There is no doubt that the world feels darker this weekend. How different it feels to last Sunday. Remember then? There was still the sense of potential – we held out strong hope for smashed glass ceilings, the first female POTUS, the romantic idea that Trump would be licking his wounds in his gilded tower (and the hope that that would be where he would stay). Last Sunday, we held strong to the idea that the future with Hillary in power, whilst not perfect, would be, at the very least, measured, stable and reasonable.
And last Sunday we still had Leonard Cohen.
I recall tweeting on election day that what people were voting on was the difference between light and dark – progression versus oppression. And now we see that that is how it is unfortunately playing out, with darkness nudging ahead in the global mood.
I have found it both striking and emotional to read the difference in the coverage of events, from all the respected news outlets coming out to state exactly why Trump should not be president and to endorse Clinton. There was an air of desperate pleading amongst the paragraphs, such editorial never seen before where bastions of publishing houses took such strong sides, how they tried to use their platforms to enlighten the nation on the neglect they would essentially be committing towards their country if they voted for Trump.
And the futility of it! The frustration of the damn electoral college system that got him in. The sadness of what might have been – what should have been – seeing as she won the popular vote showing that much more of the country wanted her. Not him.
But here we are.
Throughout the week, I carried on being moved by the phases of reporting coming through from the writers and news outlets that I admire. Mirroring the initial stages of grief, there was blind outrage, the #notmypresident movement took flight, then after a day or two of shock and disgust, there was a different tone arising.
The battle cry, the call to action.
It doesn’t take too long to mobilise the minds of the good, clear thinking reasonable people.
It was a great relief to see people talking about what to do – to not sink, to not be mute, to fully and properly engage with the political system over the next four years in the US, and also the entire world. The lesson was laid down – do more.
It is not enough to re-tweet articles from the New York Times or The Guardian and call yourself a liberal (*guilty as charged), what needs to happen is proper, attentive action. It will probably be hard.
Cheryl Strayed says it best, “We don’t reach the mountaintop from the mountaintop. We start at the bottom and climb up. Blood is involved.”
So what does this mean? Well, to me it’s a call to arms for a new behaviour. It means if you are a parent, you talk to your kids about the world and how they can change it. And no, they don’t need to know the gory details if they are very small, but just make their potential a big part of the family discourse. Particularly with our daughters – build them up. Praise their ideas and raise their spirits. Talk about their place at the table, how it is not only deserved, but basic and right.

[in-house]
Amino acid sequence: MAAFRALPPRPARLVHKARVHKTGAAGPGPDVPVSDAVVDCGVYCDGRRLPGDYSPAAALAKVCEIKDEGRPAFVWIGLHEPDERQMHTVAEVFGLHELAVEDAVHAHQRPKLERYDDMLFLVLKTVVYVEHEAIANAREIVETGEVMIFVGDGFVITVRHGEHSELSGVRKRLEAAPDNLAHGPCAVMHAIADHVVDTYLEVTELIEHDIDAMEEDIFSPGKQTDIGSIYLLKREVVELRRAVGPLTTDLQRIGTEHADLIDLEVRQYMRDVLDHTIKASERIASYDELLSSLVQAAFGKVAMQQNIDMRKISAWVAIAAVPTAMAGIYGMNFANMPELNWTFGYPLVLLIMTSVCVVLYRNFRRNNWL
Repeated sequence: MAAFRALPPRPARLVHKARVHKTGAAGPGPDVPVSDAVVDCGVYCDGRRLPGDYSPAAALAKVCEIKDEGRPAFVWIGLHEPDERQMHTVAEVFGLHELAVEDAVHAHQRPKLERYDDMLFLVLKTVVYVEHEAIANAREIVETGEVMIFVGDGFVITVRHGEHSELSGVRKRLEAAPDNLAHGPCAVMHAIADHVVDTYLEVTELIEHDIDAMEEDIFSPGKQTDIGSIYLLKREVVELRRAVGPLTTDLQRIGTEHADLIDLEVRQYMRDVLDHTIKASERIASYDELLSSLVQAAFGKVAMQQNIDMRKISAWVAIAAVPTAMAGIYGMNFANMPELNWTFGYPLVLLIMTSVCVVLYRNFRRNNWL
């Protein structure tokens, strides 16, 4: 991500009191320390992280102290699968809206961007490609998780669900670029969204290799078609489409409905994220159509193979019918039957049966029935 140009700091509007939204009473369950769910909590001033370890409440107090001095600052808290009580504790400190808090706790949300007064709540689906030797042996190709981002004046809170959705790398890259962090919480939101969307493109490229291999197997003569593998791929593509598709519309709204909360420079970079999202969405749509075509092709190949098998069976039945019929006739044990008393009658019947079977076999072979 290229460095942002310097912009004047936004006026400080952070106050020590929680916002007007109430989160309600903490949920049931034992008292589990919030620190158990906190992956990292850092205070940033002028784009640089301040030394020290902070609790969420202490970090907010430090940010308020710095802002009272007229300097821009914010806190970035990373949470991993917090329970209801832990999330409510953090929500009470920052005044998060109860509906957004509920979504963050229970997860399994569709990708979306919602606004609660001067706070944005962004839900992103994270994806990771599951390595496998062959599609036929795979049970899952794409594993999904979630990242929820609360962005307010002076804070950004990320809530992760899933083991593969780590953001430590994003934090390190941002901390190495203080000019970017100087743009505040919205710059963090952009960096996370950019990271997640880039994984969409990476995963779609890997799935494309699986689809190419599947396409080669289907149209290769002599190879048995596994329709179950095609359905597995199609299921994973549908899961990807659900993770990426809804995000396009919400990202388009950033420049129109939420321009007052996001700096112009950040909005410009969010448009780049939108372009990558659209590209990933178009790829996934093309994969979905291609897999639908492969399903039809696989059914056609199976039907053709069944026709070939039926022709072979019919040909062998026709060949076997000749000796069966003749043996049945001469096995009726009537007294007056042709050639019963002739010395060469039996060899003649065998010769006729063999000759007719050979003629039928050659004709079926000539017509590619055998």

And what do we do? Most of us are sad and dis-heartened this week. Personally, I feel I haven’t even begun to process the bad news, I didn’t know how I would actually access the emotions to let out what I was feeling.
And then, on Friday, Leonard died.
And that was that –I cried. I felt his passing so acutely. In one week we lost a light – a man of such grace – and gained a darkness so strange that we all feel uniquely uneasy.
There is something just so sad about this year – 2016 is truly one of the worst of recent times – we’ve lost light, art, music, creativity. And what have we gained? Well, right now it feels like nothing. But, if I were to be pressed on my admittedly gloomy outlook this weekend, I don’t truly think that doom will be the prevailing mood. We are resilient, we will figure it out. But we have to work hard.
Doing what though?
We must hold the line.
We must keep spirits lifted, our backs straight, our defences up. Alert, attentive and annoyed as Hell.
We must defend all human rights, especially our minorities. Especially women. We must not tolerate base behaviour. We must champion creativity – art, music and free speech. We must be brave.
We must hold the line.
The title of this piece is the name of Leonard Cohen’s last album, released last month. Like Bowie, our other great loss this year, he left us a legacy.
‘You want it darker’ – note it is a statement, not a question. It’s a poignant parting gift as he lifted his hat to us for the last time, a striking statement that weirdly fits – for in the very week he left, the world did, indeed, become darker.
But do we want it? No, we want none of this.
We must hold the line.
Know it, live it. And may we have a better week next week.
“There is a crack in everything, that’s how the light gets in” – Leonard Cohen.
(and speaking of poignant, watch how Saturday Night Live chose, for the first time, not to play for laughs, but to tie the weeks events perfectly together).